The Irish government is under pressure to abandon plans to close its embassy at the Vatican – from within Prime Minister Enda Kenny’s own Fine Gael party.

Backbenchers John O’Mahony, the former Mayo football manager, and Tom Hayes have both called on Foreign Affairs Minister Eamon Gilmore to reverse the decision.

The government claimed cutbacks were behind the announcement late last year that the embassy at the Vatican would close.

At the time, relations between Church and State were at an all-time low after Kenny’s criticism of the Holy See’s attitude to child abuse cases as outlined in the Cloyne Report.


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Builders are currently renovating the Vatican embassy to allow the transfer of staff and operations from the current embassy in Rome.

But opposition is mounting to the decision as deputies fear the Pope will abandon plans to attend the Eucharistic Congress in Dublin next summer in protest at the closure.

“The official line is, it is a matter for the church authorities to issue the invite. The church would invite him but the Pope has to feel he is welcome in Ireland and the Government is welcoming,” a source told the paper.
One proposal being mooted, according to the Irish Independent, is to have a lightly staffed Vatican Embassy share the building, the Villa Spada, on the outskirts of Rome.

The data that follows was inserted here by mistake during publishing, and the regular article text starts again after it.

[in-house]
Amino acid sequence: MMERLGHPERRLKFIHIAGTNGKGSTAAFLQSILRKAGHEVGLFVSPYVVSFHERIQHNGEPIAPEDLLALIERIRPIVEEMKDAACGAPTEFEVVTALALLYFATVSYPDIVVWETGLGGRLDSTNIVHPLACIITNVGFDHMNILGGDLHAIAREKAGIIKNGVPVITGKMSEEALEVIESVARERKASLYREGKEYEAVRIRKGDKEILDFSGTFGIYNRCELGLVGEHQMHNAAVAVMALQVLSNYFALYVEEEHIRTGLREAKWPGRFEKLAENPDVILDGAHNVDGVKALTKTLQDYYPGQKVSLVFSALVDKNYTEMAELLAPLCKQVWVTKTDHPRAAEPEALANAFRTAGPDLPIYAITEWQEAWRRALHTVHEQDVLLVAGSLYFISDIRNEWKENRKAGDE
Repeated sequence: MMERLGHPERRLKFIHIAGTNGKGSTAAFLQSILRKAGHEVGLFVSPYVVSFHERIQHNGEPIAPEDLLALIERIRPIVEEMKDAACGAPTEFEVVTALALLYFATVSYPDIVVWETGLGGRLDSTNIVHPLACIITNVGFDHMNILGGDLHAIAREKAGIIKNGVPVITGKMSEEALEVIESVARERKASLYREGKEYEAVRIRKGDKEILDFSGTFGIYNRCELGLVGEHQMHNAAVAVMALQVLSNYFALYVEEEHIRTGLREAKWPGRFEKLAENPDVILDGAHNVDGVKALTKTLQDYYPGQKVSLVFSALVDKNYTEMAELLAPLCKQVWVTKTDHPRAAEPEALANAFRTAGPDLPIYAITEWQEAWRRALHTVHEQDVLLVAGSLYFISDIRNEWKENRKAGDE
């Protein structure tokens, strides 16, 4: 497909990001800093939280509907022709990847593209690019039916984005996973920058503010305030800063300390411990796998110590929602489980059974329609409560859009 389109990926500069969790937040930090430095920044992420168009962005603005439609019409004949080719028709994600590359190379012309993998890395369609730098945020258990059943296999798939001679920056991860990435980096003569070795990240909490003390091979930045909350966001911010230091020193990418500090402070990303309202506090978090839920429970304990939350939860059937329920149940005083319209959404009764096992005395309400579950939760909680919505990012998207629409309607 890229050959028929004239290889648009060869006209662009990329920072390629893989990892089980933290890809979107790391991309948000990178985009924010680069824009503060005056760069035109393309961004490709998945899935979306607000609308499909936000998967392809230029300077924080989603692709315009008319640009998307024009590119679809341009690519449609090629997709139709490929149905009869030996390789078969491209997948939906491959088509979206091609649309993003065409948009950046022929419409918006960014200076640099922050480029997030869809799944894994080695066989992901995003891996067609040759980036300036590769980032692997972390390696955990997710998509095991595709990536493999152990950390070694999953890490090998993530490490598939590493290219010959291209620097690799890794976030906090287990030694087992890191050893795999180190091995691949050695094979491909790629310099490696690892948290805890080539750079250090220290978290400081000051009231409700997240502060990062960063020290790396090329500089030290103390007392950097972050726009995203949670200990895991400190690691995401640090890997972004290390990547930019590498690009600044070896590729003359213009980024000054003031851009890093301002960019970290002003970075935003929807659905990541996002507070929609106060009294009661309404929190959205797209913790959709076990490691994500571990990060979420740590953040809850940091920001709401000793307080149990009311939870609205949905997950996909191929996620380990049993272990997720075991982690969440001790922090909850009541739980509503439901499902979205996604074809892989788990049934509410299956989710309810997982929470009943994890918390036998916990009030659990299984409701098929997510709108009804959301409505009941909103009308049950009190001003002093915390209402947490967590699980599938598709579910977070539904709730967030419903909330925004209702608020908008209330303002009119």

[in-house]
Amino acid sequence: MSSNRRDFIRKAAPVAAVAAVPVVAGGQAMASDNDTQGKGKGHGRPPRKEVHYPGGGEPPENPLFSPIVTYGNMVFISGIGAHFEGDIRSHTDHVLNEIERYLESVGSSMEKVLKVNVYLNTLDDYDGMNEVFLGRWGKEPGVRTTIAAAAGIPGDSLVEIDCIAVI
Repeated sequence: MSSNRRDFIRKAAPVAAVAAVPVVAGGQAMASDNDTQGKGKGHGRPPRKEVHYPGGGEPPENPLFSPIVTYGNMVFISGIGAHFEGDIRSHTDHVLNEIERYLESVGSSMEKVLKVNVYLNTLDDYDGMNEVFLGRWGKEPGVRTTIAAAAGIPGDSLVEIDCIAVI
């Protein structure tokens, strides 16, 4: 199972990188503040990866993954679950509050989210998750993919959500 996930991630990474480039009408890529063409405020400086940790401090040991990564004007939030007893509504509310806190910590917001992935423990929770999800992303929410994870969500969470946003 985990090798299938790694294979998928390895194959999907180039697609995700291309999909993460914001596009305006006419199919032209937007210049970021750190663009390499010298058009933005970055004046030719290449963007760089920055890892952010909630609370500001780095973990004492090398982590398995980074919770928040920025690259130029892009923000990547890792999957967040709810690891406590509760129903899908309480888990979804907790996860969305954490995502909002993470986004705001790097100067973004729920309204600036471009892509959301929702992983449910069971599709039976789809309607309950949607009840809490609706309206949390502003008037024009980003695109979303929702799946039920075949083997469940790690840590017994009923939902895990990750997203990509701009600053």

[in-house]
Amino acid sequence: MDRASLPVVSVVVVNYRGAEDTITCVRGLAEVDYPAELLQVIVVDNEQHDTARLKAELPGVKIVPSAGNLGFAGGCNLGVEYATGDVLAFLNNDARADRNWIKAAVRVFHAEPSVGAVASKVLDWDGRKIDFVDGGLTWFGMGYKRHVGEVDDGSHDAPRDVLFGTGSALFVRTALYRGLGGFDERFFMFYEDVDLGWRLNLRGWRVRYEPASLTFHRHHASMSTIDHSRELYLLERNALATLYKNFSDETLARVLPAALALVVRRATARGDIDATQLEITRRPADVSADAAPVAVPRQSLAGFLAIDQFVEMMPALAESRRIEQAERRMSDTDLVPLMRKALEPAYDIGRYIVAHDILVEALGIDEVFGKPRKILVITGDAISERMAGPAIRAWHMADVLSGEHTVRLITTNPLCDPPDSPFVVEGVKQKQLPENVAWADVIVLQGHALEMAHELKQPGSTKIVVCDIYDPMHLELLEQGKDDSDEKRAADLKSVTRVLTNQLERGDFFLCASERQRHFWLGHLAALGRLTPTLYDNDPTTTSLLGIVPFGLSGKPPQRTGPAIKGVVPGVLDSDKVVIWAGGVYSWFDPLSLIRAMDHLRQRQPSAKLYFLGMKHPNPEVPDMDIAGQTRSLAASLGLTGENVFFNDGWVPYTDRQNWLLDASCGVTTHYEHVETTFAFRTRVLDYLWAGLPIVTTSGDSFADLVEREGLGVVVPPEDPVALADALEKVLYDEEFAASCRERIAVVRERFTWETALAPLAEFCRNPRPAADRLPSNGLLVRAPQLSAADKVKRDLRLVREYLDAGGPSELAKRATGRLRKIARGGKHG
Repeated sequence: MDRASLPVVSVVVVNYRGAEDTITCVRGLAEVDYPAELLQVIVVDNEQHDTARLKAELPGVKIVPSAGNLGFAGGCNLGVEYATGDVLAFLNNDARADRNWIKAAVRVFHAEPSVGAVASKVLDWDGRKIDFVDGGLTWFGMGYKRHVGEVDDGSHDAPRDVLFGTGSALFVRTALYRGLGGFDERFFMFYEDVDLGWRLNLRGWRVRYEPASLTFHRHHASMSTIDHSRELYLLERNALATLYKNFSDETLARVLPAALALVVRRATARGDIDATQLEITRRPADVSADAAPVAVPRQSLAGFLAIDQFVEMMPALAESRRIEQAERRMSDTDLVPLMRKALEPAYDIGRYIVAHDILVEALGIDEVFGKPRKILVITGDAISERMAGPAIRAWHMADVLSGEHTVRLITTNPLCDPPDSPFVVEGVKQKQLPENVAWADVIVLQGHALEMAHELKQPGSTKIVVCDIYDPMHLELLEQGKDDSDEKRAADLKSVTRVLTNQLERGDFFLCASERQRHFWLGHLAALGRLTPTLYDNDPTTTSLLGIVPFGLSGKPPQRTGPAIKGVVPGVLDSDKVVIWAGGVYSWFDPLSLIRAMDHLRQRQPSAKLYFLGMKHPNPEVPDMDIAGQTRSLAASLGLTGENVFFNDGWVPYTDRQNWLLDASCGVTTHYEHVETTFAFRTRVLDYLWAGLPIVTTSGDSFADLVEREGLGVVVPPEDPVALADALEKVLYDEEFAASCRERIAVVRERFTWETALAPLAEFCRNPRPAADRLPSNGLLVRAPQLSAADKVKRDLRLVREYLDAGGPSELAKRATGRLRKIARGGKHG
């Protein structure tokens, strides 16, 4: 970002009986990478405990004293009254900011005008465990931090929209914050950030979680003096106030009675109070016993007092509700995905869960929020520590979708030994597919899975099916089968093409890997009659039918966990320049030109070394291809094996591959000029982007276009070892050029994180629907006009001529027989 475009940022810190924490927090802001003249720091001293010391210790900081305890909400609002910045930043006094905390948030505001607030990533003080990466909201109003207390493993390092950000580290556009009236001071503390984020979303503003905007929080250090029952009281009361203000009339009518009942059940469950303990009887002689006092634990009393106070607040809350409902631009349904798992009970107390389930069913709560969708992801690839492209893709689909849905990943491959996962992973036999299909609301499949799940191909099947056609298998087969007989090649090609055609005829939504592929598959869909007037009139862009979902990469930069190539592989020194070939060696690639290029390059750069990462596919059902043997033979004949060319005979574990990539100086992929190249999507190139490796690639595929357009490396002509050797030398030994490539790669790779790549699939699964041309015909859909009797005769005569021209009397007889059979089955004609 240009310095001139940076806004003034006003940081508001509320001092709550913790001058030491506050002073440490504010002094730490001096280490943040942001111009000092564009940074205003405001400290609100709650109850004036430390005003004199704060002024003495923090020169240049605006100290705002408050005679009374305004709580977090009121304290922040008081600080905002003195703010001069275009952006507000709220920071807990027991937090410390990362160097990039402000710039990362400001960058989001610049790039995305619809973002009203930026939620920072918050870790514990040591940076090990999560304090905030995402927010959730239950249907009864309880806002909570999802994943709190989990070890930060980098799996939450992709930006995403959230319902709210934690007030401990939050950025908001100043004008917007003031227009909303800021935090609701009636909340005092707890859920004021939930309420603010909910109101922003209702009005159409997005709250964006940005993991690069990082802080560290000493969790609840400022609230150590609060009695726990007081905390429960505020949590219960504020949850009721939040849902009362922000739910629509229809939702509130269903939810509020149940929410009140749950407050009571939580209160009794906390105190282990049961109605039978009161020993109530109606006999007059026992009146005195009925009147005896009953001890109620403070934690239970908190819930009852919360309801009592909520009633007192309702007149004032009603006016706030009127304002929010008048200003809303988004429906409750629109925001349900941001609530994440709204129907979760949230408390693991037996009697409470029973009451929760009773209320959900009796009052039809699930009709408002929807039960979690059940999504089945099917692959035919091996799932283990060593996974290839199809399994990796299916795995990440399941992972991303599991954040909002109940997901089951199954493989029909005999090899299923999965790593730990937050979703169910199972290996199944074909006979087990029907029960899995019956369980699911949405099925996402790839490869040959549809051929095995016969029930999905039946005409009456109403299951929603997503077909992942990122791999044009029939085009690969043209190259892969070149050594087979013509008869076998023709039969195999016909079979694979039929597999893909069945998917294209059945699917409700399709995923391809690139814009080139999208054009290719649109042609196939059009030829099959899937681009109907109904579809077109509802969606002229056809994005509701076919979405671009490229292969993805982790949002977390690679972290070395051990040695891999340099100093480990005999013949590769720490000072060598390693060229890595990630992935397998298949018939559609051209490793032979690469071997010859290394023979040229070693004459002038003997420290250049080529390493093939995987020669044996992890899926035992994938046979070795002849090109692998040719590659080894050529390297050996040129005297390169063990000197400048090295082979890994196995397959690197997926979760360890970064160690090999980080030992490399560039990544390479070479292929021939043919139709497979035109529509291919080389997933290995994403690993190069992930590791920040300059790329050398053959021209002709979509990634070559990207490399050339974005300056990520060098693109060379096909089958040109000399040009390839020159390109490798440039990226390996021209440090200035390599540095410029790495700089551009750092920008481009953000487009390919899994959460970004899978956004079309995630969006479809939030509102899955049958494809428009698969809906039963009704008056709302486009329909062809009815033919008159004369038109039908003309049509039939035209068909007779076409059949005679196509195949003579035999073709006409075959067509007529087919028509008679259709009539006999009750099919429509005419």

Fine Gael TD Tom Hayes said: “An accommodation needs to be made. We need to deal with it.”
Prime Minister Kenny’s Mayo constituency colleague told the Independent that he also wants to see some movement.

“I don’t accept the argument on cost put forward for closing the embassy,” said O’Mahony.

“It is important to keep lines of communication open. I won’t be happy until I see it re-opening.”

Foreign Affairs Minister Gilmore, the Labour Party leader and deputy Prime Minister, is set to reject the calls for a u-turn however.

“No, that decision has been made and I don’t intend to reverse that. As part of the expenditure review that has been conducted, my department, like every other department, have had to look at the services that we have provided,” he told the Independent.

“We have decided to reduce by three the number of resident embassies that we have abroad. When economic circumstances improve, we can look at all that again.”